890E.00/207: Telegram

The Diplomatic Agent and Consul General at Beirut ( Wadsworth ) to the Secretary of State

314. Refer last paragraph my 313, November 13, 11 p.m.39 I saw Casey very briefly this morning at his request. He said that he had seen number of representative leaders, talked at length with his own people and made up his mind: Local situation was full of explosive [Page 1031] possibilities, might go from bad to worse, end up in full revolt; arrested Lebanese politicians would have to be released, Constitution and Parliament restored since our position in Middle East required it.

He said he would return to Cairo by air today, see Catroux there this evening and send latter here in his plane tomorrow morning. He believed 48 hours should be sufficient for Catroux with good will to clear up situation. If he did not, British would have to take [steps?], probably occupying chief urban centers of Beirut, Sidon and Tripoli, or perhaps by proclamation full martial law throughout country. On latter point no decision has been taken.

I said that before commenting on situation I wished he would read Department’s latest instructions to Murphy. I showed him your 272, November 12, midnight.40 He read it with interest, commented it should be very helpful.

I then said that with such instructions in hand, I believed Spears and I could go to Arab leaders here, and by putting our cards frankly on table, obtain their ready and willing undertaking that there would be no insurrection. We should counsel patience, say wheels of diplomacy necessarily grind slowly.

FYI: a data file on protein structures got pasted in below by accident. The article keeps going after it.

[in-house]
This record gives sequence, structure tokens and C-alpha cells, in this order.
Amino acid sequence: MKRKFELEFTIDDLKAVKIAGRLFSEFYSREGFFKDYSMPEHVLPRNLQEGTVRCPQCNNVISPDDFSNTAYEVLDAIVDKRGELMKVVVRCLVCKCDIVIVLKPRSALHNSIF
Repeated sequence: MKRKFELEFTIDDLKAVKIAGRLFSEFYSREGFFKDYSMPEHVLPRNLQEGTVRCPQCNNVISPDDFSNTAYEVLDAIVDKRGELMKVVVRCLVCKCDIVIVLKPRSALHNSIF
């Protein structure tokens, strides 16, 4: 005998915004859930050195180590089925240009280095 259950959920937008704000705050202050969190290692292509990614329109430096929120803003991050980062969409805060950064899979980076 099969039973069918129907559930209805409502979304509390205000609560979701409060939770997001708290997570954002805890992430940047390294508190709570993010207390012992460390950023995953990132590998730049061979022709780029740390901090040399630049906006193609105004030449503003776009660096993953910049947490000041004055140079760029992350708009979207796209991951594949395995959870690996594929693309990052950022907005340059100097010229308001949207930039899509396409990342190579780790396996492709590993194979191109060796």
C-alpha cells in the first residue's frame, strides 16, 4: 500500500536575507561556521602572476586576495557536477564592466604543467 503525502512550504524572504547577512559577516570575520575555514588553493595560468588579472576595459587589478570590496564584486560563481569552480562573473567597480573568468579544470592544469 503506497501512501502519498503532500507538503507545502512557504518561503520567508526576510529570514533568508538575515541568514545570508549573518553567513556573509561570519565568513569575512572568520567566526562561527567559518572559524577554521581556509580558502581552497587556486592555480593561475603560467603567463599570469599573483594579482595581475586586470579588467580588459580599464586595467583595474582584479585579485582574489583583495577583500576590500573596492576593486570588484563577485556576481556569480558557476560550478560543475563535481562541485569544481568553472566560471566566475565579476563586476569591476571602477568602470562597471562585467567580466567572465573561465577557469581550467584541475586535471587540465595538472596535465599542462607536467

I believe consequently that demonstrations could be kept “peaceful” except for isolated incidents. I added that if for instance, present quick-triggered French military patrols were replaced by British or mixed Allied military police, I thought there would be practically no serious disturbances of public security incited by native leaders.

He replied that this was interesting but in manner which suggested he had already made up his mind on need for British military intervention.

I suggested it might be desirable to have in mind even now at least some tentative outline of diplomatic formula for settlement. After brief discussion we reached something close to the following: Reestablishment of status quo ante November 11, with setting up of Allied Commission to negotiate with Syrian and Lebanese Governments for program which would insure progressive transfer to those Governments of all powers now retained by Fighting French further retention of which, by them or other Allied authorities, is not necessitated by conditions of war.

I explained that, by saying “Allied Commission” I had in mind that, by their actions on and since November 11, French had forfeited any claim they may have had to act in this matter exclusively for the Allies.

Finally, I asked if he believed new relationships with French and local governments would be worked out here with Catroux or whether, as others suggested, there should be conference in London. He was [Page 1032] definite in reply that latter should be venue and Massigli himself required to represent Algiers Committee.

Repeated to London, Algiers, Cairo, Baghdad and Jidda.

  1. Not printed.
  2. See footnote 27, p. 1022.